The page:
Millions of tourists each year make an effort to immerse themselves in the history of the place that they are visiting. While some of these visits take place in open-air spaces, many of the world’s most precious artifacts live in museums. Preserving these money-can’t-buy nods to our past is an important and often overlooked task!
It can be hard to imagine that the item in the little glass case at the museum could be hundreds, thousands or perhaps even millions of years old. This item still survives for us to appreciate today after being made, held or used by people so long ago. It makes you wonder which of our modern-day objects that we take for granted may remain long after we are gone.
Artifacts represent a window to the past and their preservation is key to preserving our world history and knowledge. Stories of museum pieces and valuable works of art being destroyed due to human interference or natural causes are always upsetting to hear and whilst there is only so much that can be done to prevent damage over time, museums do have access to a range of technology to combat this.
Identifying the major causes of deterioration
According to research by The Smithsonian, the following factors represent the major causes of artefact deterioration:
- Theft and vandalism — self-explanatory, the mishandling or purposeful damage to artefacts and art can leave them irreparable.
- Physical force — from the obvious force of impact to vibrations and pressure, physical force can damage any museum artefact or artwork. This is why museums display their pieces in cases or behind designated barriers. Of course, this isn’t always fool-proof. For example, did you know Michelangelo’s David has a delicate flaw in its ankles? A slight shift in angle, a strong vibration from a train or footfall, or a natural disaster like an earthquake would send David tumbling. (Visit David in Florence)
- Neglect — forgotten artefacts in storage, poor record keeping, or simply not following process can cause artefacts to succumb to other deterioration factors on the museum’s list, such as…
- Fire — rather self-explanatory, fire can cause the utter destruction of an artefact, through burning or the resulting smoke damage.
- Water — leaks, floods, and damp wreak havoc on artefacts.
- Pollutants — gases and dirt can lead to the swift decay of certain artefacts. Chemicals in cleaning can also erode away materials. Even the oils on your hands can be harsh enough to pollute some delicate artefacts.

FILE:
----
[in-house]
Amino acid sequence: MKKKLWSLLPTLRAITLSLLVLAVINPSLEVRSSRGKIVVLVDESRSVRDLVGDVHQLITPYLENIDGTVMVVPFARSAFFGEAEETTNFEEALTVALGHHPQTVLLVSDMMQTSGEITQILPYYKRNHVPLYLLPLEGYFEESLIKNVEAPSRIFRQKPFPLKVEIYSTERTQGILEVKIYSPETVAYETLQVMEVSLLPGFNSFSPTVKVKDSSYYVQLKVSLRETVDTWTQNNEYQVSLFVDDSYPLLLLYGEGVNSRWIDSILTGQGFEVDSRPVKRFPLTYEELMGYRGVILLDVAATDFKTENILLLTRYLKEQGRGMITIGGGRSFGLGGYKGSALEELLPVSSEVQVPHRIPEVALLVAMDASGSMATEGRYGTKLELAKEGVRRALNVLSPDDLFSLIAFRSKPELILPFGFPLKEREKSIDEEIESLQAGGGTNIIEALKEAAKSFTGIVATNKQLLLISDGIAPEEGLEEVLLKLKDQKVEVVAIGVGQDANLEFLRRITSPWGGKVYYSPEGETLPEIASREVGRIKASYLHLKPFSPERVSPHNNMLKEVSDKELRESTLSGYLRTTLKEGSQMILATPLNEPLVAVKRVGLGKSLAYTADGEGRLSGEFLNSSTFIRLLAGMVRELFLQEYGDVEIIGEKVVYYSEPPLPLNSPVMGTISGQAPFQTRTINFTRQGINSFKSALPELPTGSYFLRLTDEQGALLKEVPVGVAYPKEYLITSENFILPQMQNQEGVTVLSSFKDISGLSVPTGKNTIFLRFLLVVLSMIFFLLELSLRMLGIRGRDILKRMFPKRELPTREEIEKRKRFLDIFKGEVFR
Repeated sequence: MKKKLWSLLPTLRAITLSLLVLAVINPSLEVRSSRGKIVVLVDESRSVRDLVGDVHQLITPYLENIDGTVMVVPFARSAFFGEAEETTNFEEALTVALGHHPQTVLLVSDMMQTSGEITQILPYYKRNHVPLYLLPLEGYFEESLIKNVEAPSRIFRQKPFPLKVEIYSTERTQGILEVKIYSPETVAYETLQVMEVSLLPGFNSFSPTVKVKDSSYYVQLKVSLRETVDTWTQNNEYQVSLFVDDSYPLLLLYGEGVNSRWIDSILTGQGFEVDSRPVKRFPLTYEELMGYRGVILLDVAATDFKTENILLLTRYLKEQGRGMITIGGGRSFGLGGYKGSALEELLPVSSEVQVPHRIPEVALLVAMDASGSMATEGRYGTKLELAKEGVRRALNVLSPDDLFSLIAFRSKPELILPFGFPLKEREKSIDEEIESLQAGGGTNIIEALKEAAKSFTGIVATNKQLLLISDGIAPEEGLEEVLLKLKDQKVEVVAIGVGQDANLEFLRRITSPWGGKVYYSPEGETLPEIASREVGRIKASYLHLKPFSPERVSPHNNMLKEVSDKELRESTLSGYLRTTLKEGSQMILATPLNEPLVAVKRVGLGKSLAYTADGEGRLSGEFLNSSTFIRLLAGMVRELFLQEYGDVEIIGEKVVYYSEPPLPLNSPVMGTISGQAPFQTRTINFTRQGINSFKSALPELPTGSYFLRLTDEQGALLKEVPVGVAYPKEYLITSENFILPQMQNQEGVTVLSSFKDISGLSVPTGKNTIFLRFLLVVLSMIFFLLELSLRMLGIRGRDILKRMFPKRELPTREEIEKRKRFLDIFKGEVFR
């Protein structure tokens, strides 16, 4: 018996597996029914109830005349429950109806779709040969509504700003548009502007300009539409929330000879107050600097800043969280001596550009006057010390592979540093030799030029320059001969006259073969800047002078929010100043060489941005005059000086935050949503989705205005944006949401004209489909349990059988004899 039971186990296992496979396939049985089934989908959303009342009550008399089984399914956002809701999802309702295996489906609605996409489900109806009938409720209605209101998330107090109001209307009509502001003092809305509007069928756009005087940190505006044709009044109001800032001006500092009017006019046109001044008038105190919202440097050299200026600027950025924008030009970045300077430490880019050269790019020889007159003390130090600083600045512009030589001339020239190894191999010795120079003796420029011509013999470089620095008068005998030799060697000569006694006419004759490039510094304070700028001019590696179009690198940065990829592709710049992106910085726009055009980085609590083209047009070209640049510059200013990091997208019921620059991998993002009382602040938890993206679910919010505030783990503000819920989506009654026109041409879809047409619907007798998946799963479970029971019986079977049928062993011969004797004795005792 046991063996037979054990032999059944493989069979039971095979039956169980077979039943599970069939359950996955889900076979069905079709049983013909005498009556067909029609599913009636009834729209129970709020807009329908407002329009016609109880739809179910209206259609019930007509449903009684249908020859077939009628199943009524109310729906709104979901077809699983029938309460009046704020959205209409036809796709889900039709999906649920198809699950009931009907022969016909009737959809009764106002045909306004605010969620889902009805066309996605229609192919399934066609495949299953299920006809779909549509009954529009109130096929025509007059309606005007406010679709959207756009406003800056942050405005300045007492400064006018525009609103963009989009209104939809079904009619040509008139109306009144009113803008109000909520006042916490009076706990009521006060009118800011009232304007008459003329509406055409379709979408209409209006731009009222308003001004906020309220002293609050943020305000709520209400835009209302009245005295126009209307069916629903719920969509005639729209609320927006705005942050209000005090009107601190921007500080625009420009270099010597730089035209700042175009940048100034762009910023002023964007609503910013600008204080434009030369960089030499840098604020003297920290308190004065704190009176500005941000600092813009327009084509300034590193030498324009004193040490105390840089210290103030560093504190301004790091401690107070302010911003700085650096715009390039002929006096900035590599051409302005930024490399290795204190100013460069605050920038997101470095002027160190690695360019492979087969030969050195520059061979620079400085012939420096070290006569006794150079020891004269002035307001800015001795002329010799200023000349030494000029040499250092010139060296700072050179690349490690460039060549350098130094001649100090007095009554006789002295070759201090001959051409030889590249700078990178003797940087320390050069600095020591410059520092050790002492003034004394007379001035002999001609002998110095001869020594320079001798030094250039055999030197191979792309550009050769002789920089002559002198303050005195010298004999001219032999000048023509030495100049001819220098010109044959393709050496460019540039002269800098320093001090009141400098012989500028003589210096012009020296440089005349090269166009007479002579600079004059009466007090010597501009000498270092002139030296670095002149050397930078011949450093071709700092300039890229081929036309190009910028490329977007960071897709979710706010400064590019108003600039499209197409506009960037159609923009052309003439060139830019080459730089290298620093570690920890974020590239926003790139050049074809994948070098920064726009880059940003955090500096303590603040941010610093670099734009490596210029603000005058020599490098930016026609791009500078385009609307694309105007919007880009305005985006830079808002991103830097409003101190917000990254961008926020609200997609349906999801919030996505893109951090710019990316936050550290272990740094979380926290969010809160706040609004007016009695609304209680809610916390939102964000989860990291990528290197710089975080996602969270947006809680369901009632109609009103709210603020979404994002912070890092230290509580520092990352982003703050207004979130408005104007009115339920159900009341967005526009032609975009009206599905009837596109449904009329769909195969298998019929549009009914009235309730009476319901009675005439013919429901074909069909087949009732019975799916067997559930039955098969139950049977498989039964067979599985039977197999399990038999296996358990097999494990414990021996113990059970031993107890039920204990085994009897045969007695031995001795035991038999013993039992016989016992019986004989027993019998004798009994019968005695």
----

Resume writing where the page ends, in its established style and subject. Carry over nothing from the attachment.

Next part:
- Light — light damage can cause fading or cracking in some artefacts.
- Pests — a particular problem in taxidermy specimens or natural materials, pests won’t pause to consider the historical value of one textile from another before chowing down!
One of the most delicate causes of artefact deterioration, however, is a combination of humidity and temperature. When these two elements combine, they can accelerate the growth of mould, warping and the rate of decay considerably. Without adequate protection, the cost of artefact lost can be immeasurable, from a loss of monetary value to a loss of any physical record of that item.
A notable example of this is the Oxford Dodo, which holds the title of the most complete single dodo specimen in the world. All that has survived is the head and a foot thanks to an infestation noted in the specimen around 1755; feather mites are highlighted as the main culprit for devouring the taxidermy dodo’s torso, wings, and feathers. Preservation Equipment advises that a high humidity can encourage fungal growth and pests in natural materials; could better temperature and humidity controls have saved more of the last dodo specimen?
Pests are surely a problem, but the scale and rapidity of temperature and humidity’s effects on a collection cannot be understated. The Telegraph reported how, when the glass roof of the Natural History Museum was cleaned of around 150 years’ worth of dirt, it was quickly discovered that the gathered dirt and the decision to remove the solar reflective film from the glass had had unintended side effects.
Temperatures in the museum have soared to 40°C and the humidity tumbled, and the artefacts and specimens are already suffering irreversible damage, the article reports. The skin of specimens is cracking and drying, fading as they are sun-bleached, and whale skeletons are also degrading as a result. The museum is not only looking into replacing the solar reflective film, but also at installing a new HVAC (heating, ventilation, and air conditioning) system to try and save the artefacts.
A worldwide issue
The problem is not restricted to the UK either — over in Denmark, the country faces losing many historical artefacts due to a rise in damp and mould growing in its museum storage areas, which are reported to lack air conditioning units. CPH Post commented that the museums are using old buildings such as barns or lofts to store the artefacts, which means they aren’t being protected by any level of temperature control. More than 70,000 items are at risk of being destroyed as a result of 118 buildings used for storage being marked as riddled with mould.
It’s clear that temperature and humidity must be closely monitored, for both artefacts and artwork on display and in storage. The optimum temperature is between 16°C and 20°C — though temperatures as low as 10°C probably won’t cause harm, the risk of condensation grows for anything below 10°C. In terms of humidity, the advised relative humidity is between 40% and 70%, to avoid drying out items or encouraging pest or fungal infestations. It has also been noted that rapid fluctuation in humidity can be problematic.
It’s important for museums, displays, or even home-stored collector’s artefacts to be supplied with an effective HVAC system. With this, temperatures and humidity can be monitored and controlled quickly, providing much-needed protection from the elements when it comes to artefacts and artwork.